A Guide for Family and Friends
Death is a difficult subject and sometimes it is hard to know what to say or do to someone whose child has died. But don’t let your own sense of helplessness keep you away. Silence and distance can be hurtful, not only to the parents, but also to you and your relationship with them.
As you cared about your friend or family member before the death of their child, show them, in some way, that you still do. Your understanding and support will make a difference.
What you can do:
Be there. Come to the house or call to say: “I care and I want to help.”
Listen! Even when talk about the baby or young child or circumstances of death make you uncomfortable. This is not about your comfort.
Remember that it is usually the simple things that mean so much.
Freely recall the baby or young child by his/her name. This is an important way of acknowledging the child’s existence and importance.
If you have organisational skills, take the initiative and be an organiser. Put together a list of friends and relatives willing to bring meals to the bereaved family for several weeks after the death. Be available to run errands, clean the house and even feed or walk the dog.
Consider both the practical and emotional needs of any siblings. How long has it been since Jack ate anything? Does Amy need someone to cuddle? Organise ‘play dates’ with your own children.
If you would like to give the bereaved parents a gift, consider a locket for the child’s picture, a special box in which to keep mementos of the child, picture frames (especially for siblings) or framed poetry, or a vase for flowers.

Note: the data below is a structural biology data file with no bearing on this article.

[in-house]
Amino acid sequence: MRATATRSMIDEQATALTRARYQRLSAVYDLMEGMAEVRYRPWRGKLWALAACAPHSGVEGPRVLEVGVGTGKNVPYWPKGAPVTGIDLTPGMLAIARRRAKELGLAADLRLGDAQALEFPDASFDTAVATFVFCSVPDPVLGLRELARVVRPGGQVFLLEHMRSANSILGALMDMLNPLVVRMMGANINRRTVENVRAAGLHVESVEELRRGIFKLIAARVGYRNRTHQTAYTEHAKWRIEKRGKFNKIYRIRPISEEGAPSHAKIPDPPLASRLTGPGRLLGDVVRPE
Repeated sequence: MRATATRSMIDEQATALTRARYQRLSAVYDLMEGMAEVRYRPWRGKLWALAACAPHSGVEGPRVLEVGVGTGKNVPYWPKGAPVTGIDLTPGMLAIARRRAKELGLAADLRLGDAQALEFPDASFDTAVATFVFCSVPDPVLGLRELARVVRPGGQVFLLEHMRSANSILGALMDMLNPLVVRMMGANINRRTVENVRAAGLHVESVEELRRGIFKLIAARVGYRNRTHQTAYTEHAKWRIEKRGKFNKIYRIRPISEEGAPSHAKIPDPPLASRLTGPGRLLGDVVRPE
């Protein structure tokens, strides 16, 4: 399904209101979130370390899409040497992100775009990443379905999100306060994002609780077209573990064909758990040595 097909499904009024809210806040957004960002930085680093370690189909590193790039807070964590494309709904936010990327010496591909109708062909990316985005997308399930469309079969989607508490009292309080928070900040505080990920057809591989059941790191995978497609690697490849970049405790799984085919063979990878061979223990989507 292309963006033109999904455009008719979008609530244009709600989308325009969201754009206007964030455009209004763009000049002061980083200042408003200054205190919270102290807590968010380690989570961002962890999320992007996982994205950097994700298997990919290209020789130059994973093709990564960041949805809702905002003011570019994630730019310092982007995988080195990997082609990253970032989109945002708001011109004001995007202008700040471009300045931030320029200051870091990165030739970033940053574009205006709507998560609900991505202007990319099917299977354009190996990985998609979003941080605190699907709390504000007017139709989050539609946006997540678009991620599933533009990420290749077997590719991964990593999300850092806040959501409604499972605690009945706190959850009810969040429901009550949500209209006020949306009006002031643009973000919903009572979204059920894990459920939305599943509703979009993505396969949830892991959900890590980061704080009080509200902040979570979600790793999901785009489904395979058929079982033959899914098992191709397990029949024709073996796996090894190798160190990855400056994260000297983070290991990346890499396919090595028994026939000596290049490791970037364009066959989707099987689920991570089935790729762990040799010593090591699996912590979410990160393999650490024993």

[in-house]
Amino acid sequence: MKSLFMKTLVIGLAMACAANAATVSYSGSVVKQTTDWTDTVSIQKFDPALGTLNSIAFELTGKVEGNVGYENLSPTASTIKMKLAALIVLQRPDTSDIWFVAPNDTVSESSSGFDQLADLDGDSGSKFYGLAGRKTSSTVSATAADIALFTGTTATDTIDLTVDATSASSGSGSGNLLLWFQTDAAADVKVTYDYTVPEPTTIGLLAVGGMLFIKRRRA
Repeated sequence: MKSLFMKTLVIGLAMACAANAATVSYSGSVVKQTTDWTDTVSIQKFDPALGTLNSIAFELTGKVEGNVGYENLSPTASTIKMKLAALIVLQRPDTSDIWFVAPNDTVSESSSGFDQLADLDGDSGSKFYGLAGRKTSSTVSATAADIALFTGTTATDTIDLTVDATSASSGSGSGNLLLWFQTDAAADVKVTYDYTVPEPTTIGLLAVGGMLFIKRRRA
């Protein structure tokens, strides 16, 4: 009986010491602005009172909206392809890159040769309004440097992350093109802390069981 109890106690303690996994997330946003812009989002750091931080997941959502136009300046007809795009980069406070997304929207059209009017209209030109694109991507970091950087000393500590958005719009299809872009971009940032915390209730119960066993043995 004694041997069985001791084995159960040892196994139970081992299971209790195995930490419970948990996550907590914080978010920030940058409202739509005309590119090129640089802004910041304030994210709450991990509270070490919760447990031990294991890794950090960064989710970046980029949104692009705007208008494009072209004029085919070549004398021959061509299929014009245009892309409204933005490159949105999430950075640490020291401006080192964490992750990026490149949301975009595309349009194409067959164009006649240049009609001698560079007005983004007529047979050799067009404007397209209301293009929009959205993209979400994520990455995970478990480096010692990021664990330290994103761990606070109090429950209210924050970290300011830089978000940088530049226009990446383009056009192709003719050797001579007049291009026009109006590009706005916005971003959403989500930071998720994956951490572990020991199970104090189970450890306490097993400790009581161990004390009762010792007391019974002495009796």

Consider how long you think it would take to “get over” the death and then forget it! In fact, there is no time limit. Grieving is tough work that takes much longer than most people expect. Most parents say it takes two to three years to feel ‘half normal’ again and, even then, there is the strong need to remember and maintain the strong bond with their child forever.
Remember important days such as birthdays and the anniversary of the death. A call, a visit or a card can mean a great deal to grieving parents who are wondering if anyone else remembers.
Do feel free to say any of these things:
- I’m sorry.
- I can’t begin to imagine your pain.
- I feel so sad that you have to go through this
- This must be extremely difficult for you
- I want to do whatever I can to help you. What can I do?
- Talk for as long as you want. I have plenty of time to listen.
This article was prepared using extracts from Your Child has Died: Some Answers To Your Questions1 and To Family and Friends: You can Make a Difference.2 The full texts are available online or contact Red Nose Grief and Loss Services on 1300 308 307 for a printed version.
Last reviewed: 1/3/24
- Same, D. & Bereaved Parents & Red Nose Grief and Loss Services. (2016). Your Child has Died: Some Answers To Your Questions: A Booklet for Bereaved Parents whose Young Child has Died Suddenly and Unexpectedly. Malvern, Vic.: Red Nose Grief and Loss Services.
- Bereaved Parents & SIDS and Kids. (2000?). To Family and Friends: You can Make a Difference: A booklet by Parents whose Baby and Young Child has Died Suddenly and Unexpectedly (T. Ross, R. Quayle & P. Jones, Illus.). Malvern, Vic.: SIDS and Kids.